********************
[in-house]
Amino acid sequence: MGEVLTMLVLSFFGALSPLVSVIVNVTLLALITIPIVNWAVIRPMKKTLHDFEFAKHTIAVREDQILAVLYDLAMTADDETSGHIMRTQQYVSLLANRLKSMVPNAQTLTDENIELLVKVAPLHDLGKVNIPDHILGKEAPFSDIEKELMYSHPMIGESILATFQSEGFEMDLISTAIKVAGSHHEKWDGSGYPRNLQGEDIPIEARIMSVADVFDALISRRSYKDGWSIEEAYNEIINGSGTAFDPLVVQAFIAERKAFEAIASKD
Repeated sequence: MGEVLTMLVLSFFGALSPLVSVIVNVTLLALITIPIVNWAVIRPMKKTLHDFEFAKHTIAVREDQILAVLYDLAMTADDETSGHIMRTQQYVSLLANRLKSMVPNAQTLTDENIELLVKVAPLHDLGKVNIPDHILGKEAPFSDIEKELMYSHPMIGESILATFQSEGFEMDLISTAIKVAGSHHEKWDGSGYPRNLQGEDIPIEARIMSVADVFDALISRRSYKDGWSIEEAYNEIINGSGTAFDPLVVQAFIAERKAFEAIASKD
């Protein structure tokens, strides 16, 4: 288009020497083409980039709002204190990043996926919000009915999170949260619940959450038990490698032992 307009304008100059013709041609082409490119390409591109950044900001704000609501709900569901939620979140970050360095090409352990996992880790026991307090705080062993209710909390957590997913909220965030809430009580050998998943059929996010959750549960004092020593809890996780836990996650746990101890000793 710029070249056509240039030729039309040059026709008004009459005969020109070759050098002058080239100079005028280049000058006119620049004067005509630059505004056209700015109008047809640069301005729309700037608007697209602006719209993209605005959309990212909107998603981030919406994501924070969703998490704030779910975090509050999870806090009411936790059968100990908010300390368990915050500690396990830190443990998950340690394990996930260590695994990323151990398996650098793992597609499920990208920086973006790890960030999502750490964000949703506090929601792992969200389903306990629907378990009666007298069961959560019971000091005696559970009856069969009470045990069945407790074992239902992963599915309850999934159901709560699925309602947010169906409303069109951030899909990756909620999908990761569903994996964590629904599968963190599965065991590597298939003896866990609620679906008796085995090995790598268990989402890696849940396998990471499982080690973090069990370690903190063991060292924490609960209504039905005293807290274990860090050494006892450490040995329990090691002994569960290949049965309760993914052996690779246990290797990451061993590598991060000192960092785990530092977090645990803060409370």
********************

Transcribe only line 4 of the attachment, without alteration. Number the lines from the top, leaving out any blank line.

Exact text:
């Protein structure tokens, strides 16, 4: 288009020497083409980039709002204190990043996926919000009915999170949260619940959450038990490698032992 307009304008100059013709041609082409490119390409591109950044900001704000609501709900569901939620979140970050360095090409352990996992880790026991307090705080062993209710909390957590997913909220965030809430009580050998998943059929996010959750549960004092020593809890996780836990996650746990101890000793 710029070249056509240039030729039309040059026709008004009459005969020109070759050098002058080239100079005028280049000058006119620049004067005509630059505004056209700015109008047809640069301005729309700037608007697209602006719209993209605005959309990212909107998603981030919406994501924070969703998490704030779910975090509050999870806090009411936790059968100990908010300390368990915050500690396990830190443990998950340690394990996930260590695994990323151990398996650098793992597609499920990208920086973006790890960030999502750490964000949703506090929601792992969200389903306990629907378990009666007298069961959560019971000091005696559970009856069969009470045990069945407790074992239902992963599915309850999934159901709560699925309602947010169906409303069109951030899909990756909620999908990761569903994996964590629904599968963190599965065991590597298939003896866990609620679906008796085995090995790598268990989402890696849940396998990471499982080690973090069990370690903190063991060292924490609960209504039905005293807290274990860090050494006892450490040995329990090691002994569960290949049965309760993914052996690779246990290797990451061993590598991060000192960092785990530092977090645990803060409370």